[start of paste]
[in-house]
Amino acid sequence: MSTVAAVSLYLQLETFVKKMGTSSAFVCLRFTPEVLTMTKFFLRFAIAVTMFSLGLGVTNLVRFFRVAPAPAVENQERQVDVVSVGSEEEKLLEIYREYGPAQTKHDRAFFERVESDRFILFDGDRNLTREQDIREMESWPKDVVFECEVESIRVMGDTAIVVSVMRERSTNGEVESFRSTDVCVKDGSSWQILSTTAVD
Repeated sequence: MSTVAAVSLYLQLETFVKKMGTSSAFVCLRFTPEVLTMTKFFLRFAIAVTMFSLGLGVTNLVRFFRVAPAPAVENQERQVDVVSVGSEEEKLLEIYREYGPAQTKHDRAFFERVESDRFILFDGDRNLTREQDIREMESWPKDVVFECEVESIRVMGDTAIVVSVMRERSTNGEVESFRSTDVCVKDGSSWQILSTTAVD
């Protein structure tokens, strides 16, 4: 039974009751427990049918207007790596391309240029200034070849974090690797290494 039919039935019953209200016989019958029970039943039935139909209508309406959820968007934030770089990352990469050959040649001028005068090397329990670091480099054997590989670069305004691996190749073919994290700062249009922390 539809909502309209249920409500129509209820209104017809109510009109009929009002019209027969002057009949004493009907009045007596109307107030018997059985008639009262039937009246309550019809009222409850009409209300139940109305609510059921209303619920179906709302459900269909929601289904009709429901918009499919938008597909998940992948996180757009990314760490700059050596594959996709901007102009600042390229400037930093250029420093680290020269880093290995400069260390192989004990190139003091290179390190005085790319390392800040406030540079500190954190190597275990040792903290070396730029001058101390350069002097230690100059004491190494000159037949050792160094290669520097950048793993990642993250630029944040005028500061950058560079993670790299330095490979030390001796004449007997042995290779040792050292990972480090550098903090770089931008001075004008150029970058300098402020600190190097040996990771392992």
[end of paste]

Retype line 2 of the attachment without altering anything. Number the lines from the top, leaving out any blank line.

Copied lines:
Amino acid sequence: MSTVAAVSLYLQLETFVKKMGTSSAFVCLRFTPEVLTMTKFFLRFAIAVTMFSLGLGVTNLVRFFRVAPAPAVENQERQVDVVSVGSEEEKLLEIYREYGPAQTKHDRAFFERVESDRFILFDGDRNLTREQDIREMESWPKDVVFECEVESIRVMGDTAIVVSVMRERSTNGEVESFRSTDVCVKDGSSWQILSTTAVD